Young poi-maker named GirlBoss

A young businesswoman known as Dunedin's very own "poi girl" was thrilled to receive the top award at the GirlBoss Awards last week.

Potiki Poi founder Georgia Tiata Fa'atoese Latu, who has just turned 13, said she was "feeling good" about her latest accolade, the Supreme Trailblazer Award, which came with a prize of $2000.

She was particularly pleased she was able to get to meet the other nominees.

"I got to know the girls, which was really cool.

"All the other girls have such good projects and they are so inspiring."

GirlBoss, open to entrepreneurs aged between 11 and 18, celebrates young women who have a passion for their community and the environment.

GirlBoss 2019 Supreme Trailblazer Award winner Georgia Latu (13) hard at work making pois at...
GirlBoss 2019 Supreme Trailblazer Award winner Georgia Latu (13) hard at work making pois at Cargill Enterprises on Thursday. PHOTO: GREGOR RICHARDSON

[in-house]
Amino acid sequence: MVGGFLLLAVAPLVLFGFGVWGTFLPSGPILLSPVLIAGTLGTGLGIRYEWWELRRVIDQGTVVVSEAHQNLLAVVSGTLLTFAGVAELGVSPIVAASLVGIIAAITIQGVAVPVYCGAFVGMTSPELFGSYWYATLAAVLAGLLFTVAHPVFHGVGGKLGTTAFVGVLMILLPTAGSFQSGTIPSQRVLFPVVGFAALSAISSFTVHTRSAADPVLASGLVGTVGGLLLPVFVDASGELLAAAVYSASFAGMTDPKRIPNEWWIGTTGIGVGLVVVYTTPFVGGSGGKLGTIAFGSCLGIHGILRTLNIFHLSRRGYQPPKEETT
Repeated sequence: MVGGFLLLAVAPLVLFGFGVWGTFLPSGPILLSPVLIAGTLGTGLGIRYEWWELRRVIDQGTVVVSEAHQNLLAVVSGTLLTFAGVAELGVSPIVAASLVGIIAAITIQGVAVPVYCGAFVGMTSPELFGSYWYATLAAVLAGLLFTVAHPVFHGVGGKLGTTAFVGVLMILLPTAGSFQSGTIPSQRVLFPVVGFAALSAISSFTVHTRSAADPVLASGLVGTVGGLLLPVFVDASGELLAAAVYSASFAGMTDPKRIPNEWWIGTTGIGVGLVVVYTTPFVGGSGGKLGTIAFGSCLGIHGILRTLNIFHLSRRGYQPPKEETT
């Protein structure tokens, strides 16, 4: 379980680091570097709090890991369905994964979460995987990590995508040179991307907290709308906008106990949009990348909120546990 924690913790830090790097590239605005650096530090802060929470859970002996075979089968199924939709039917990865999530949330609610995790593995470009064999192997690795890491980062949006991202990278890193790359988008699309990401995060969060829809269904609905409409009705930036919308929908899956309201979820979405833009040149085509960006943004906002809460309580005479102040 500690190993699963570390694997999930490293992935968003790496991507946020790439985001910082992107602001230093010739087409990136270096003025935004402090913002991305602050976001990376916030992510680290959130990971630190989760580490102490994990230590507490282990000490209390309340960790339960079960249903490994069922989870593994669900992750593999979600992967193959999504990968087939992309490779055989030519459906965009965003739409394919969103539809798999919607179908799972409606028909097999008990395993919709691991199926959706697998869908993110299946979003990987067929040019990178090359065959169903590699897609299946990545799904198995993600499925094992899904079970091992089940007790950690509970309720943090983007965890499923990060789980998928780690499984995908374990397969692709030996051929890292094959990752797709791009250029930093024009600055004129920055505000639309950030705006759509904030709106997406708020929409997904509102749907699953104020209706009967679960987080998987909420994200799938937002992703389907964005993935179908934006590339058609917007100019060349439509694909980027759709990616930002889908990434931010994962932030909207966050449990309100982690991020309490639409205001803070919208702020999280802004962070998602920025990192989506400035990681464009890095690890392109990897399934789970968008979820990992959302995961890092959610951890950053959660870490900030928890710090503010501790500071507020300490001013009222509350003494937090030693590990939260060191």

Georgia has created and sold sets of poi to schools and businesses around New Zealand, with the help of her wider whanau, and sometimes receives orders for hundreds of poi at a time.

She started making the eco-friendly sets, with colourful braids, in her living room for a school fundraiser, and has won awards including People's Choice Award at the Soda Inc NZ Startup Bootcamp in June.

Georgia said keeping up with the demand made for a busy day, After school she went straight to work. Potiki Poi had just moved its office from the living room floor into Cargill Enterprises, in Dunedin, which employs more than 80 people with some level of disability in its four business units.

"We haven't quite got people from Cargill Enterprises working for us yet. We are just trying to get everything sorted out," she said.

She had had "heaps of poi orders from around New Zealand" , including Te Papa in Wellington, and the business had been going "really well" with her wider whanau on board.

Her mother, Anna, said she was proud of Georgia and her win had been "really fantastic".

She wanted to thank the public for their recent donations of wool, but said Potiki Poi still badly needed second-hand black wool, which was highly sought after by organisations placing orders.

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